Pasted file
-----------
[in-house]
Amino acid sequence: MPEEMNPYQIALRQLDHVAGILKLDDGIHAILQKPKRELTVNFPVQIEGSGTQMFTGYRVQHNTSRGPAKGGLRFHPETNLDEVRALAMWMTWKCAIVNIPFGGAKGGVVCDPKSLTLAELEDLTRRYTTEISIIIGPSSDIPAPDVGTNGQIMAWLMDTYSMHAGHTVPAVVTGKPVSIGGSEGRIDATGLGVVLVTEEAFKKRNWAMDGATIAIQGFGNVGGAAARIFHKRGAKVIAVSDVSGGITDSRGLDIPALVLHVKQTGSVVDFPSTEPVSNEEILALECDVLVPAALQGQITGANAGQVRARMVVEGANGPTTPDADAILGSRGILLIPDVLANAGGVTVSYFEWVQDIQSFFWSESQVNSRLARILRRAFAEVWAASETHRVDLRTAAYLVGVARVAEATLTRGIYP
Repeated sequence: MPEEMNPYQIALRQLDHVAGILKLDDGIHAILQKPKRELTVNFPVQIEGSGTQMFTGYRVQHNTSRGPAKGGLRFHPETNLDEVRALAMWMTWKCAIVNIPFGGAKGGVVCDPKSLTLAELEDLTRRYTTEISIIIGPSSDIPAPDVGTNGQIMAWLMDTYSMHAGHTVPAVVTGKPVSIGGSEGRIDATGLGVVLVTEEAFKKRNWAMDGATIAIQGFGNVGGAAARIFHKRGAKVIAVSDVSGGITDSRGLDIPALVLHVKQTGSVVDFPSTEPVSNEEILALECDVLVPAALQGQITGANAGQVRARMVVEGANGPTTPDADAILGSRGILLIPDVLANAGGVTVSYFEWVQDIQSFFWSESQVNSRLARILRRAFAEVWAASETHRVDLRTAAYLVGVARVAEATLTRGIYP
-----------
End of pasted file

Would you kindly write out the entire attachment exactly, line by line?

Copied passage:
[in-house]
Amino acid sequence: MPEEMNPYQIALRQLDHVAGILKLDDGIHAILQKPKRELTVNFPVQIEGSGTQMFTGYRVQHNTSRGPAKGGLRFHPETNLDEVRALAMWMTWKCAIVNIPFGGAKGGVVCDPKSLTLAELEDLTRRYTTEISIIIGPSSDIPAPDVGTNGQIMAWLMDTYSMHAGHTVPAVVTGKPVSIGGSEGRIDATGLGVVLVTEEAFKKRNWAMDGATIAIQGFGNVGGAAARIFHKRGAKVIAVSDVSGGITDSRGLDIPALVLHVKQTGSVVDFPSTEPVSNEEILALECDVLVPAALQGQITGANAGQVRARMVVEGANGPTTPDADAILGSRGILLIPDVLANAGGVTVSYFEWVQDIQSFFWSESQVNSRLARILRRAFAEVWAASETHRVDLRTAAYLVGVARVAEATLTRGIYP
Repeated sequence: MPEEMNPYQIALRQLDHVAGILKLDDGIHAILQKPKRELTVNFPVQIEGSGTQMFTGYRVQHNTSRGPAKGGLRFHPETNLDEVRALAMWMTWKCAIVNIPFGGAKGGVVCDPKSLTLAELEDLTRRYTTEISIIIGPSSDIPAPDVGTNGQIMAWLMDTYSMHAGHTVPAVVTGKPVSIGGSEGRIDATGLGVVLVTEEAFKKRNWAMDGATIAIQGFGNVGGAAARIFHKRGAKVIAVSDVSGGITDSRGLDIPALVLHVKQTGSVVDFPSTEPVSNEEILALECDVLVPAALQGQITGANAGQVRARMVVEGANGPTTPDADAILGSRGILLIPDVLANAGGVTVSYFEWVQDIQSFFWSESQVNSRLARILRRAFAEVWAASETHRVDLRTAAYLVGVARVAEATLTRGIYP